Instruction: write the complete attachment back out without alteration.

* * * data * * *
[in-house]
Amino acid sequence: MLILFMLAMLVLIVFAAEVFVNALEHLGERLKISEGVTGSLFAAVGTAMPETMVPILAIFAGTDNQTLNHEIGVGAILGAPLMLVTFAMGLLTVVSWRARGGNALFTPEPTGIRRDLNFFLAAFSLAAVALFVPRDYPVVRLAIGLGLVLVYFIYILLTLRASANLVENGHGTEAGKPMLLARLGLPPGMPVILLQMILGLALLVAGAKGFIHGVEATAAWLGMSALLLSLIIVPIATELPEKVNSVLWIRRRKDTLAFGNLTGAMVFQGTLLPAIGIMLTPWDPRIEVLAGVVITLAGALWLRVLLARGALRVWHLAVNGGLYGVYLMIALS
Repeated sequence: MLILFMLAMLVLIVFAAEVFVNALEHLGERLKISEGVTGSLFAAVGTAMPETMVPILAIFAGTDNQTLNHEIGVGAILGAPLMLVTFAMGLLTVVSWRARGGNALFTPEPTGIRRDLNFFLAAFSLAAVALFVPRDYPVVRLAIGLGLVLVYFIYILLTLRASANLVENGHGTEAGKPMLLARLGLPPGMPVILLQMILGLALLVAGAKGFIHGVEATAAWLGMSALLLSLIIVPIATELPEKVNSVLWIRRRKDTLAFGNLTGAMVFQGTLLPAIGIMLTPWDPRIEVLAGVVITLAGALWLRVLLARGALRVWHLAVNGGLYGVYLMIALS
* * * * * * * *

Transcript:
[in-house]
Amino acid sequence: MLILFMLAMLVLIVFAAEVFVNALEHLGERLKISEGVTGSLFAAVGTAMPETMVPILAIFAGTDNQTLNHEIGVGAILGAPLMLVTFAMGLLTVVSWRARGGNALFTPEPTGIRRDLNFFLAAFSLAAVALFVPRDYPVVRLAIGLGLVLVYFIYILLTLRASANLVENGHGTEAGKPMLLARLGLPPGMPVILLQMILGLALLVAGAKGFIHGVEATAAWLGMSALLLSLIIVPIATELPEKVNSVLWIRRRKDTLAFGNLTGAMVFQGTLLPAIGIMLTPWDPRIEVLAGVVITLAGALWLRVLLARGALRVWHLAVNGGLYGVYLMIALS
Repeated sequence: MLILFMLAMLVLIVFAAEVFVNALEHLGERLKISEGVTGSLFAAVGTAMPETMVPILAIFAGTDNQTLNHEIGVGAILGAPLMLVTFAMGLLTVVSWRARGGNALFTPEPTGIRRDLNFFLAAFSLAAVALFVPRDYPVVRLAIGLGLVLVYFIYILLTLRASANLVENGHGTEAGKPMLLARLGLPPGMPVILLQMILGLALLVAGAKGFIHGVEATAAWLGMSALLLSLIIVPIATELPEKVNSVLWIRRRKDTLAFGNLTGAMVFQGTLLPAIGIMLTPWDPRIEVLAGVVITLAGALWLRVLLARGALRVWHLAVNGGLYGVYLMIALS